Now that we have seen all four of the explanations, we can say that the words “Abraham crossed through the land,” contain them all, revealing the multifaceted nature of the Torah’s verses. It was Abraham’s ability to embody all of these explanations, which made him into an individual uniquely different from his surroundings that assisted him in crossing the land and being a Hebrew. He was then capable of opening his home to any passerby, assured as he was of his independence as a Hebrew.

Aliyah and rebirth

So far we have translated the beginning of this verse as: “Abram crossed through the land.” Let us now look at the original Hebrew words: ויעבר אברם בארץ . The first word ויעבר , “He crossed through” or “He passed through” is equal to 288, the number of sparks of holiness that fell into the mundane reality following the shattering of the vessels of the world of Chaos, the world of Nekudim. 288 is also the numerical value of אברם (243) and לוט , “Lot” (45), Abraham’s nephew, together. Altogether there are in this verse 45, or מה letters. 45 is the numerical value of the filling of God’s essential Name, Havayah, which is connected to the rectification and elevation of the 288 Divine sparks.

Permuting the letters of the word ויעבר we get עיבור ,11 meaning “pregnancy,” alluding to the first of the Arizal’s three stage process of development: pregnancy, suckling [dependency], mind [maturity] (or, in Hebrew, עיבור יניקה מוחין ). This word also permutes to spell עב ריו .עב is the gematria of חסד , loving-kindness. ריו is the gematria of גבורה , might. Thus this word alludes to the unification of loving-kindness and might, which is why, according to the Arizal that it is the first word in the Torah’s recounting of the 13 Principles of God’s Mercy, as mercy is the inner experience of the sefirah of beauty. The connection between “pregnancy” and the unification between loving-kindness and might is explained in length in Kabbalah.12

But, practically speaking, what this reveals to us is that every person who ascends to live in the Land of Israel (“makes aliyah,” in modern parlance) must pass through a second pregnancy. This is like a second period in the womb that gives birth to a new spiritual reality in the person’s life, just as the first 9 months in the womb gave birth to a first spiritual reality. In Chassidut, it is explained that whereas the first period of pregnancy, of being in the womb, allows one to understand that the spiritual aspect of reality indeed exists, the person can only achieve, at best, an intellectual understanding of the spiritual. The second level of spirituality allows a person to begin to see the essence of the spiritual world. This is a much higher level, and again is possible only after experiencing a second “pregnancy” as it were, this time with the Land of Israel, the essence of mother earth, as one’s womb.13 Once attaining spiritual sight, a person can successfully engage in the elevation of the sparks of holiness in the mundane, as did Abraham.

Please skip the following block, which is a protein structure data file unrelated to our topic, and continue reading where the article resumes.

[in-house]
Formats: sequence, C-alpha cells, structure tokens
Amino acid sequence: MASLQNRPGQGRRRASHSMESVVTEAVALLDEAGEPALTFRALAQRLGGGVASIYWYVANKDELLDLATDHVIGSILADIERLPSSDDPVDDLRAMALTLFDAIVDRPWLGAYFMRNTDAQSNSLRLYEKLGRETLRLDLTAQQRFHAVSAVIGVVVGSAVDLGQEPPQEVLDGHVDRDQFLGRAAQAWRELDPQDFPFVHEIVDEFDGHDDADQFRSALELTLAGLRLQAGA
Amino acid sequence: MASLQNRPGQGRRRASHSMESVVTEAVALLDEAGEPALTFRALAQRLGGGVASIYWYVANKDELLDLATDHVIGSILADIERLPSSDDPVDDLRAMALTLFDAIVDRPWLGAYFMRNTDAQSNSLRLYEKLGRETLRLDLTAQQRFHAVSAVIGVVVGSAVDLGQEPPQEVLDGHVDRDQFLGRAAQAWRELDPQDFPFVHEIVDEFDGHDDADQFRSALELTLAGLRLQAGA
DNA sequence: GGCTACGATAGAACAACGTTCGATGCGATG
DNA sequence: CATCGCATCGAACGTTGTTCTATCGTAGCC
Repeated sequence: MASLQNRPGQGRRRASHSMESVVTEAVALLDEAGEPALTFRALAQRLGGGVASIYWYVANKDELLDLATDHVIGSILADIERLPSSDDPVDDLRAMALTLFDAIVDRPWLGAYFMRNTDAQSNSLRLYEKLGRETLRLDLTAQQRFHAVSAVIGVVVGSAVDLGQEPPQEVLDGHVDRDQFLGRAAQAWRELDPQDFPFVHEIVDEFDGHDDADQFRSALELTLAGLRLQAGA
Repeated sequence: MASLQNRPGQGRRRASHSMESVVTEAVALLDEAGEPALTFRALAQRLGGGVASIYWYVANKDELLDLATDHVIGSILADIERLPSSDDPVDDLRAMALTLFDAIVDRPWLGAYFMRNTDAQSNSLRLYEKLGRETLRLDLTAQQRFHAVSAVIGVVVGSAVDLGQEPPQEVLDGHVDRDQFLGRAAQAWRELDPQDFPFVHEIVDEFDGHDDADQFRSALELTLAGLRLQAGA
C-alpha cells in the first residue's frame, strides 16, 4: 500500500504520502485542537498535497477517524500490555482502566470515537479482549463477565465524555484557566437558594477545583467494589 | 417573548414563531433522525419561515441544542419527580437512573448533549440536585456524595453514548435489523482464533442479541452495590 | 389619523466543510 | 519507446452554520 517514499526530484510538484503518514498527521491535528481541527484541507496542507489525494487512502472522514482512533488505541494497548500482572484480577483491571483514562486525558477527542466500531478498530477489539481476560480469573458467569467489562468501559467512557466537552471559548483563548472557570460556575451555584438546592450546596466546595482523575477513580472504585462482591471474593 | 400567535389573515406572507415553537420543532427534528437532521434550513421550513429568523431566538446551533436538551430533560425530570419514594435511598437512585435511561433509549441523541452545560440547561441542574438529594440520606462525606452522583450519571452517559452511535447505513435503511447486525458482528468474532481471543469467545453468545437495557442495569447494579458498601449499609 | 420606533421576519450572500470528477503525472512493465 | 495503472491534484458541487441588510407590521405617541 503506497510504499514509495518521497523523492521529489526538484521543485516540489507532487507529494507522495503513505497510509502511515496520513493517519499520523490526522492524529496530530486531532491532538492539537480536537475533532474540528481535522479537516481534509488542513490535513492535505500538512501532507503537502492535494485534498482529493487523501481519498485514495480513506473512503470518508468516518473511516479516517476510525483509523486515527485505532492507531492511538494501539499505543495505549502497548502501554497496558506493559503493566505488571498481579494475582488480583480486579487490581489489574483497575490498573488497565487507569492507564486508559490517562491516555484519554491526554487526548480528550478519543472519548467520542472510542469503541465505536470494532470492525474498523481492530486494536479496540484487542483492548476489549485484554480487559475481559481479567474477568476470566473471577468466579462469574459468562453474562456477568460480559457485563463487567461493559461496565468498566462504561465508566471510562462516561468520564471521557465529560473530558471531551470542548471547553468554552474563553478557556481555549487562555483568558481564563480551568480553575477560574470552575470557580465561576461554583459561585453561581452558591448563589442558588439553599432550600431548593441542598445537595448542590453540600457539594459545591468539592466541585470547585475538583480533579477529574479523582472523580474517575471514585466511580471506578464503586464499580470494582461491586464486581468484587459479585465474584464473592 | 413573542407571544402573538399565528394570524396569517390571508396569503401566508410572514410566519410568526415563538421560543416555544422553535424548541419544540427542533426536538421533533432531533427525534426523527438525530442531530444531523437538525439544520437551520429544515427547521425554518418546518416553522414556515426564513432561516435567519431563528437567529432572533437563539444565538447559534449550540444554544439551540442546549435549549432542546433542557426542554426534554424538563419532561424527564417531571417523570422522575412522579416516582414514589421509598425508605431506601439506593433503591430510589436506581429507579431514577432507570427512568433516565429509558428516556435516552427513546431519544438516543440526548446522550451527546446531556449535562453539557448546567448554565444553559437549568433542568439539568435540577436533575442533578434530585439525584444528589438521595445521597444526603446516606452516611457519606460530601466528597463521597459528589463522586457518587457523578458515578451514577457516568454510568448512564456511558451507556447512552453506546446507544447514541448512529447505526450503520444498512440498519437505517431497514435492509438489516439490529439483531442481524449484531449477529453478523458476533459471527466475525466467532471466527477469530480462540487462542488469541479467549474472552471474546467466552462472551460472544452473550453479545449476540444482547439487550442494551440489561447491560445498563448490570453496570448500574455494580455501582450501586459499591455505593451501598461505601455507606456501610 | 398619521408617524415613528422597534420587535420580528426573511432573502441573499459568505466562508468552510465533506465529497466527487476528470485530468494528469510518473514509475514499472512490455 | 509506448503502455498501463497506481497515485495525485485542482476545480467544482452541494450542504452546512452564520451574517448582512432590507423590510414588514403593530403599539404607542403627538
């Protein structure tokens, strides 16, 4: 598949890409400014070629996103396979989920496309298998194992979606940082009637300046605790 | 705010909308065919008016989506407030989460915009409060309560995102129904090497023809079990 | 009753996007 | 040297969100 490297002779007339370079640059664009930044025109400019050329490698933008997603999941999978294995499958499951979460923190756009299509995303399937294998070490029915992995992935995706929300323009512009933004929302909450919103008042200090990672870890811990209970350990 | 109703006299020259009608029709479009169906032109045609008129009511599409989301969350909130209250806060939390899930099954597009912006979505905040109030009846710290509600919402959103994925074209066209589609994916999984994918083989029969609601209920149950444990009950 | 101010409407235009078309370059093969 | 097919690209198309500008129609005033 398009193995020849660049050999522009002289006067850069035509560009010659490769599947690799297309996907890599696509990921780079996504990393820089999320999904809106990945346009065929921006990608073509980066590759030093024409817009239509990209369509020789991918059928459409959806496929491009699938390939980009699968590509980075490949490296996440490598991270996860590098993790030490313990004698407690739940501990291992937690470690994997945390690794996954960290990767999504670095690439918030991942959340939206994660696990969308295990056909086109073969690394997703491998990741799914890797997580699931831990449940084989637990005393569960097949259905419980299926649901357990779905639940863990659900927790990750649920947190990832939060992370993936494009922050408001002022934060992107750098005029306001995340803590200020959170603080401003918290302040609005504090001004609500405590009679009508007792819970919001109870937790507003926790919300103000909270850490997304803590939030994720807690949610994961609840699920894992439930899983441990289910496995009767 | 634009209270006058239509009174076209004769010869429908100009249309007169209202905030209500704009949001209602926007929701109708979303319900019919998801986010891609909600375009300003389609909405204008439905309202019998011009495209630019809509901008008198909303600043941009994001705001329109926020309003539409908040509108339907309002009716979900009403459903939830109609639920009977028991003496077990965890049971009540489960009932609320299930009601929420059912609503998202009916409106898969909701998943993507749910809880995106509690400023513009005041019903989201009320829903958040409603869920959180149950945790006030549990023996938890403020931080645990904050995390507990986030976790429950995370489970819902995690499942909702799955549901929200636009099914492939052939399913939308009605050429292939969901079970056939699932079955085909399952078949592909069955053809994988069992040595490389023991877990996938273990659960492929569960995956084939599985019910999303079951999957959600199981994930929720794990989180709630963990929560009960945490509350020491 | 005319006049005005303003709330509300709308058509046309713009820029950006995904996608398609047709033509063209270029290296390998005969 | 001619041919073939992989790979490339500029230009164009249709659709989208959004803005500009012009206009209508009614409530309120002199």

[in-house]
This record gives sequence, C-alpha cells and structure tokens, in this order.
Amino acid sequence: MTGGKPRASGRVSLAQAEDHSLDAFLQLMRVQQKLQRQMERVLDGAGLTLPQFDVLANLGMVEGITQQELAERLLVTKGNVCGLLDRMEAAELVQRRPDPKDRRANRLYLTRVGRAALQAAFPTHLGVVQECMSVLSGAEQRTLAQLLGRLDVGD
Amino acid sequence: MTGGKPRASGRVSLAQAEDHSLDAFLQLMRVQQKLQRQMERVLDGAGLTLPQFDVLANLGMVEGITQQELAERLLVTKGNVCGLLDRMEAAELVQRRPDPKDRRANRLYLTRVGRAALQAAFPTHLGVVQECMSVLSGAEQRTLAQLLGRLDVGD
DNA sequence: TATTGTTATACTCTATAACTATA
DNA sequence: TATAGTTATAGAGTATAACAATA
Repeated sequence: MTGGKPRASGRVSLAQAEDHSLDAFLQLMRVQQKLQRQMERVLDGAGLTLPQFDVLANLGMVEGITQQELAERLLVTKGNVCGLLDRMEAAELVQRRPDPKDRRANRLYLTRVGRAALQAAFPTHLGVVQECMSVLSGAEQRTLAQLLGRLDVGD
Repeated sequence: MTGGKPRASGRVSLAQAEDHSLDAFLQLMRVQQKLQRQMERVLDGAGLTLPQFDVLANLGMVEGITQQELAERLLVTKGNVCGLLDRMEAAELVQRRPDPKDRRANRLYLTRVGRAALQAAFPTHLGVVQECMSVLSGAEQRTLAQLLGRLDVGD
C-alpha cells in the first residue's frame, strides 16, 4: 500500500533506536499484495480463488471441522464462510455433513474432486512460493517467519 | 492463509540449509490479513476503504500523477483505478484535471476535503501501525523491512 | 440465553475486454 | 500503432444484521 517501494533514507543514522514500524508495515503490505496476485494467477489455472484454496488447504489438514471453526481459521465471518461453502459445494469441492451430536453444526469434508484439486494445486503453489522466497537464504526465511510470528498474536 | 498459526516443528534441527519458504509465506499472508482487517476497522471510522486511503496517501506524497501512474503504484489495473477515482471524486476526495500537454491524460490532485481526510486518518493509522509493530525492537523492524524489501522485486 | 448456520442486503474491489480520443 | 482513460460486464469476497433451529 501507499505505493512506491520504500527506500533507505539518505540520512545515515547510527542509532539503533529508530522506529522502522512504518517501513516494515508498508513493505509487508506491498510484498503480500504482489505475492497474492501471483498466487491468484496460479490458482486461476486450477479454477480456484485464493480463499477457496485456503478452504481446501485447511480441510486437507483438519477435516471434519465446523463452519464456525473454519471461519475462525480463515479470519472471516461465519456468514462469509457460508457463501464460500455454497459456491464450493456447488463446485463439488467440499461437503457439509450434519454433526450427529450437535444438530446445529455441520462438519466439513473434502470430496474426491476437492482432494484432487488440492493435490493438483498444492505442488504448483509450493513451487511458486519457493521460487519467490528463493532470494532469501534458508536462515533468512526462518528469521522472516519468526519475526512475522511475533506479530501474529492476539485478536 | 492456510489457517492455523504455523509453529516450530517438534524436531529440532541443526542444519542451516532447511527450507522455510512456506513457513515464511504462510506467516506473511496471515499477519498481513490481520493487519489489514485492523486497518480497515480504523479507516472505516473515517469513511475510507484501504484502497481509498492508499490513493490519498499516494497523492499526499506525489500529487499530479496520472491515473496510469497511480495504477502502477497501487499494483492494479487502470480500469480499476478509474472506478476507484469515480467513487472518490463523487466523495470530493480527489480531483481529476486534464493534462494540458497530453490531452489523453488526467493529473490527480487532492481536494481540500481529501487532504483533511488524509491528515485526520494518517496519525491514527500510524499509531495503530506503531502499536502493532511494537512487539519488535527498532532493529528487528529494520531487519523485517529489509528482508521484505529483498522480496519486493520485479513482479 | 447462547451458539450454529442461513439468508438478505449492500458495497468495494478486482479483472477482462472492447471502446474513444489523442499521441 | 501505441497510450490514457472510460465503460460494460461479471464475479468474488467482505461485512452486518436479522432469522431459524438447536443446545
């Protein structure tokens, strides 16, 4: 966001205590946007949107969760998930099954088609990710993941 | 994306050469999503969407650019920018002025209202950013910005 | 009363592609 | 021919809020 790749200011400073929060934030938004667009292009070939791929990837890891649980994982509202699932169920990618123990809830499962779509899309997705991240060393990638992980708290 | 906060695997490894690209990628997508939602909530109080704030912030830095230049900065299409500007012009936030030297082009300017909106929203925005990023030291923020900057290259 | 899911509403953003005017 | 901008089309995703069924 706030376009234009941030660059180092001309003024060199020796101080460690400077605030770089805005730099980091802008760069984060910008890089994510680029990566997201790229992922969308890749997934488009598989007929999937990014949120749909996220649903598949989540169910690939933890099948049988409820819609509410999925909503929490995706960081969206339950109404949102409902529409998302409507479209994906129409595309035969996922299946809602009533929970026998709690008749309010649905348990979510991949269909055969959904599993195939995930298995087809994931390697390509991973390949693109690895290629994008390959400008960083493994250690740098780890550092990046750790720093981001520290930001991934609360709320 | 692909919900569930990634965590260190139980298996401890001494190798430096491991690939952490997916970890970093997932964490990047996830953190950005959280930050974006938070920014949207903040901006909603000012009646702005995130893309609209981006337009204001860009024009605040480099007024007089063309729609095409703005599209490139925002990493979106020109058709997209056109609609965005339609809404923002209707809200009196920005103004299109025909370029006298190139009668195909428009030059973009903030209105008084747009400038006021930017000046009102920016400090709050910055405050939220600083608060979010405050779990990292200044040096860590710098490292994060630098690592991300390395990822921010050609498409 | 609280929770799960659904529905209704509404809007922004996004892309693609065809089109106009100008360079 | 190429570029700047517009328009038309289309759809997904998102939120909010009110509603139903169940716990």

Now, in the entire Torah, the word ויעבר appears 7 times, with different vowel signs, indicating different tenses of the verb. Five times it appears as it does here, with the meaning of “he crossed through,”14 and another twice with the meaning of “he passed [objects or people] over.” Thus, we have that 7 is divided into 5 and 2, a division alluded to in the word “gold,” זהב , where the first letter ז = 7, and the next two letters, ה and ב equal 5 and 2.

Ours is the first time that this word in the sense of “he crossed through” (and all its secrets discussed above regarding the 288 sparks of holiness) appears in the Torah. The last time that this word appears in the Torah (also in this sense) is just before the 13 Principles of Mercy, where the verse is “God passed over him [Moshe] and He called out” ויעבר יהוה על פניו ויקרא . If we add the numerical value of the three words in our verse: ויעבר אברם בארץ(“Abram passed through the land”) and the value of the words in the final verse: ויעבר י־הוה על פניו ויקרא (“God passed over him and He called out”), we get 1701, which amazingly is equal to 7 times Abram, 7 · אברם , Abraham’s name as it appears in the verse from ourparshah. 1701 is also the value of אהיה · אנכי , God’s Name Ekyeh, times His connotation “I,” indicating how much this word is related to the essence of Godliness and the ability to see spiritual matters.

Notes:

1. Genesis 12:6.

2. In English, the word “Hebrew” is the source of the word “over.”

3. Genesis 14:13.

4Bereisheet Rabbah 42:8.

5. The river always associated with the Promised Land (to Abraham, in this week’s parshah) is the Euphrates, the last (but most essential) of the four primordial rivers of Genesis. In Hebrew, the root of “river” (נהר ) is one of the 13 synonyms for “light.” It is also the root of the Aramaic translation of “light” in the beginning of creation. “And God saw the light to be good.” Numerically, both the word for “river” (נהר = 255) and “Euphrates” (פרת = 680) are multiples of “good” טוב (= 17).

6Zohar III, 142a.

7. Based on the verse: “…And where is the place of understanding” (Job 28:12).

8. Ezekiel 16:44.

9. See also http://www.inner.org/parshah/deuteronomy/E68-0105.pdf for more examples of how these two fillings work together.

10. We have gone into these definitions in greater detail in our latest book: Lectures on Modern Physics: Relativity, Quantum Mechanics, and String Theory, the first volume in our new series: Lectures in Kabbalah.

11Shnei Luchot HabritBeit David 12.

12. See Tikunei Zohar 22 (f. 67b). Pardes Rimonim 23:10, 30:7. Sha’ar Hakavanot,drushei vaya’avor, 7.

13. In Kabbalistic language (and in Rebbe Nachman’s writings) this is referred to as first maturity and second maturity (גדלות ראשון, גדלות שני ).

14. With vowel signs: וַיַּעֲבֹר , which in Hebrew grammar is the tense known as binyan kal.